10. You literally did it again, right here. You told me that I couldn't possibly understand something until I am older, an entirely arbitrary judgement you're applying to me based solely on age despite the fact that my expertise in this realm (biomedical technology) is likely greater than yours. I won't make definitive claims of knowing more than you because I don't know enough about you to make sweeping generalizations about that in the same way you do about age and wisdom. You're also not quite as as clever as you think when you bring up the whole, "living in Colorado" idea - it's a flimsy and transparent dig related to the legalization of marijuana and its popularity among younger people. There is literally no other reason to mention my home state in this kind of discussion. Just cut the crap and discuss the points without attempting to dismiss legitimate arguments simply because of who is making those arguments. Yes, some drunk drivers kill somebody before they get that first DUI. You know what also kills people? The inability to get to the hospital because their car won't start since their hands are cold or even covered in their own blood. The inability for a driver to start their car and stay warm in cold weather because there is insufficient circulation in their fingers to get a BAC reading. In the case of steering wheel sensors that would cut ignition once they sensed drinking that would be guaranteed to cause at least a few road accidents when the system inevitably fails and shuts someone's car down in the middle of a highway onramp. More importantly, why do you feel the need to legislate the actions of everyone in the country based on something that affects very few members of the population. In 2016 10,497 people died from alcohol related crashes (CDC: https://www.cdc.gov/motorvehiclesafety/impaired_driving/impaired-drv_factsheet.html#targetText=How big is the problem,involved an alcohol-impaired driver.) This is a tragic number to be sure, but it represents 0.003246% of the US population. To put this in perspective, in 2016 there were 80,058 deaths related to diabetes. If you believe that drunk driving is a large enough problem to subject every law abiding citizen to an unnecessary burden every day to "solve" it, do you also believe that we should all be required to check our blood sugar before being allowed to buy a soda? Heart disease killed 635,260 that same year, should we have laws restricting the maximum weight allowed by the government for a citizen? I've shown that it won't stop people from driving drunk, because it's still very possible for drunk drivers to get onto the roads. I've also shown that this type of technology can lead to additional deaths rather than simply preventing them, so the argument of, "if even one life is saved" goes straight out the window. The only question left to ask is why should all 350+ million citizens of the US be subject to a law that could potentially risk their own lives because of what is essentially a rounding error in the more than 2,750,000 people who die each year? It sounds callous, I understand, but the truth of the matter is that drunk driving is realistically a rather infrequent problem after the large campaigns of the late 1900's to change the social culture surrounding driving while drunk.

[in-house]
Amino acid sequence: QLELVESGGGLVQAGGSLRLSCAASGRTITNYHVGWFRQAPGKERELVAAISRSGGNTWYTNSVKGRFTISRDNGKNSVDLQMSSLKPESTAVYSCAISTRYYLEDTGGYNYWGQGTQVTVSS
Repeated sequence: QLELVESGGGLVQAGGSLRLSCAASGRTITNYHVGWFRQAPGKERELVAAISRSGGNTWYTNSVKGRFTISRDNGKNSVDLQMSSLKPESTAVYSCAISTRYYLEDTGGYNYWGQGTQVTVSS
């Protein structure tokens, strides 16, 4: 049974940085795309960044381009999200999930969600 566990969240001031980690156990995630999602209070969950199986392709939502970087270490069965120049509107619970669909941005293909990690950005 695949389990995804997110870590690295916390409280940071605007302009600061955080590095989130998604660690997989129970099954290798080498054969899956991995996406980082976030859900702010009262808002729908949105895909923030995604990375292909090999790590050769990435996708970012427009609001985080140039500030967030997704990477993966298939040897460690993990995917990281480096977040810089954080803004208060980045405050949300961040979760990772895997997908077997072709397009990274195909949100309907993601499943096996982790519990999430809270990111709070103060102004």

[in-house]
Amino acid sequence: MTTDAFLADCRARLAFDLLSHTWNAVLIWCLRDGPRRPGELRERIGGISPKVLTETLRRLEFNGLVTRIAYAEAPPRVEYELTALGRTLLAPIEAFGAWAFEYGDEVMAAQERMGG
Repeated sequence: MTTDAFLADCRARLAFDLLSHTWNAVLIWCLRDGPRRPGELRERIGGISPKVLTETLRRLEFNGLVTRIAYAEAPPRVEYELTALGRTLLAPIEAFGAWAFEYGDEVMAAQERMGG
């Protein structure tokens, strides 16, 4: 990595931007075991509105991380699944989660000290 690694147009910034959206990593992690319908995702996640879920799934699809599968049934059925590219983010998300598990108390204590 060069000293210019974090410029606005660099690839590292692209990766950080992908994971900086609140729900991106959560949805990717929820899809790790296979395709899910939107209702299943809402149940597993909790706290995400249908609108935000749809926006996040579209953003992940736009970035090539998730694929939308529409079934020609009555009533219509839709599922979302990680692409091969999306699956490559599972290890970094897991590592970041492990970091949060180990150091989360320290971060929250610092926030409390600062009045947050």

11. This is similar to how it already works. The majority of states require an ignition interlock devices after a DUI conviction (some states require 2 convictions I believe) that doesn't allow you to start the car unless a breathalyzer connected to the ECU. A lifetime punishment seems rather harsh compared to the current rules instituting several years of ignition interlock requirements, but this would be an acceptable alternative to me for the breathalyzer ignition interlock system that already exists in law. It would be faster and more convenient for those required to have the device installed while achieving the same effect. Come on now, let's not be dishonest with one another. Your statement was quite clear about those who are young having more testosterone than wisdom. Civil discussions are only possible when both parties are honest and neither one attempts to insult or discredit the other for arbitrary reasons.